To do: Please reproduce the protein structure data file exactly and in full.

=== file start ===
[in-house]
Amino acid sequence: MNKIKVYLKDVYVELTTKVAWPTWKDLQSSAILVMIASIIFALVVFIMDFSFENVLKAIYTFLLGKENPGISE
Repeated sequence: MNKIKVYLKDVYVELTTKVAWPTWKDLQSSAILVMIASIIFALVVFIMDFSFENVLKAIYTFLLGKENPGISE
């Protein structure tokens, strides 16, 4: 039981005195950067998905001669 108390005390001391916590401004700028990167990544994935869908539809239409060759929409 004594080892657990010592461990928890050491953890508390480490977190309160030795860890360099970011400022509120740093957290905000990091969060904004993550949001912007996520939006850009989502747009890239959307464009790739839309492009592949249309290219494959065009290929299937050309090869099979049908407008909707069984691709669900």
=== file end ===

[in-house]
Amino acid sequence: MNKIKVYLKDVYVELTTKVAWPTWKDLQSSAILVMIASIIFALVVFIMDFSFENVLKAIYTFLLGKENPGISE
Repeated sequence: MNKIKVYLKDVYVELTTKVAWPTWKDLQSSAILVMIASIIFALVVFIMDFSFENVLKAIYTFLLGKENPGISE
């Protein structure tokens, strides 16, 4: 039981005195950067998905001669 108390005390001391916590401004700028990167990544994935869908539809239409060759929409 004594080892657990010592461990928890050491953890508390480490977190309160030795860890360099970011400022509120740093957290905000990091969060904004993550949001912007996520939006850009989502747009890239959307464009790739839309492009592949249309290219494959065009290929299937050309090869099979049908407008909707069984691709669900």